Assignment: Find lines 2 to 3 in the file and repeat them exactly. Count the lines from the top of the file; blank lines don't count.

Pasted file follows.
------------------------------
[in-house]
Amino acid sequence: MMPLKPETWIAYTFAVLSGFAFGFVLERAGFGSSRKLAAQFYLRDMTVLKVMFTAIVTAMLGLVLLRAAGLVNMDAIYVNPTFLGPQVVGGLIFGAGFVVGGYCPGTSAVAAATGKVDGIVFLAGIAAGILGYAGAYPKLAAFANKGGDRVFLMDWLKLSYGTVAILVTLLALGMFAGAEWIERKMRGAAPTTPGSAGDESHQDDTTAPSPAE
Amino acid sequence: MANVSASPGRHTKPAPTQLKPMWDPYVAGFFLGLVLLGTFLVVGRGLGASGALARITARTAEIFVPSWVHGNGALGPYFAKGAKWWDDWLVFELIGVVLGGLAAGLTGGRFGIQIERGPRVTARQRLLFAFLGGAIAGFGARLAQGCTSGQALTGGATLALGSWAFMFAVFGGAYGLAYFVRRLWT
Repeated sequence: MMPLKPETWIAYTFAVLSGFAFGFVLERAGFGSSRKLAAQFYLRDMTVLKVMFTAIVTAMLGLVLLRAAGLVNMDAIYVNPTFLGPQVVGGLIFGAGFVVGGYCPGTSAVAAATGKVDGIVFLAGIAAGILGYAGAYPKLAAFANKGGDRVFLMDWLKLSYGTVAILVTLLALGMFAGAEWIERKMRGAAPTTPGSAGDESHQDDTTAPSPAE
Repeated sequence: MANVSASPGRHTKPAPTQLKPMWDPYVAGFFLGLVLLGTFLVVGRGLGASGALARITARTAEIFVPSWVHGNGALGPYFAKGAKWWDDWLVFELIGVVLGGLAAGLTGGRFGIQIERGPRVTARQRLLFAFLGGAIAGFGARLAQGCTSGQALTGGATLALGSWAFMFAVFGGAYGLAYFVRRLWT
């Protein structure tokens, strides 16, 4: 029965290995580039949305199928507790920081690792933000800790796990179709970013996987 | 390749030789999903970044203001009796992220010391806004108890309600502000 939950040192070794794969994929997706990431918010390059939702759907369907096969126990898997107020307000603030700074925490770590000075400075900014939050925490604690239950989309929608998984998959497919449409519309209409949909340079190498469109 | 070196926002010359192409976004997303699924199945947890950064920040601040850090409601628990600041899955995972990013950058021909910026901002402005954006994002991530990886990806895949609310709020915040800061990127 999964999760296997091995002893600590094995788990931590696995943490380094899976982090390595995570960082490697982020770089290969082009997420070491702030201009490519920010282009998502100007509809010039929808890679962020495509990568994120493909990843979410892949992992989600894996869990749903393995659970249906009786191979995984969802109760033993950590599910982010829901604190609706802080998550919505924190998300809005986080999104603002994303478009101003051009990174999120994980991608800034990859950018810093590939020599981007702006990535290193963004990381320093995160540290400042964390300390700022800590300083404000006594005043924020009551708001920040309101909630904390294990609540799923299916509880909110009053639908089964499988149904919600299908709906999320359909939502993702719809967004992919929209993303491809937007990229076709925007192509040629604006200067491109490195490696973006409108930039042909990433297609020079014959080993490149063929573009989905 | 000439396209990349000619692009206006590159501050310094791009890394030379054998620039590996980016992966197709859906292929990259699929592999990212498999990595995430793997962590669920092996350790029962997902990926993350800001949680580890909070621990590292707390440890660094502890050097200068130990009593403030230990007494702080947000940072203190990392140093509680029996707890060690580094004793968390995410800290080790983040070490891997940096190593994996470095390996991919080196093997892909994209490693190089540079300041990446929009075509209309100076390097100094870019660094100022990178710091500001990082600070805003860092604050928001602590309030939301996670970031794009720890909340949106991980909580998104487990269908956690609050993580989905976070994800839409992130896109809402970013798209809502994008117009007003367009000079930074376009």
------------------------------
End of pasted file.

Amino acid sequence: MMPLKPETWIAYTFAVLSGFAFGFVLERAGFGSSRKLAAQFYLRDMTVLKVMFTAIVTAMLGLVLLRAAGLVNMDAIYVNPTFLGPQVVGGLIFGAGFVVGGYCPGTSAVAAATGKVDGIVFLAGIAAGILGYAGAYPKLAAFANKGGDRVFLMDWLKLSYGTVAILVTLLALGMFAGAEWIERKMRGAAPTTPGSAGDESHQDDTTAPSPAE
Amino acid sequence: MANVSASPGRHTKPAPTQLKPMWDPYVAGFFLGLVLLGTFLVVGRGLGASGALARITARTAEIFVPSWVHGNGALGPYFAKGAKWWDDWLVFELIGVVLGGLAAGLTGGRFGIQIERGPRVTARQRLLFAFLGGAIAGFGARLAQGCTSGQALTGGATLALGSWAFMFAVFGGAYGLAYFVRRLWT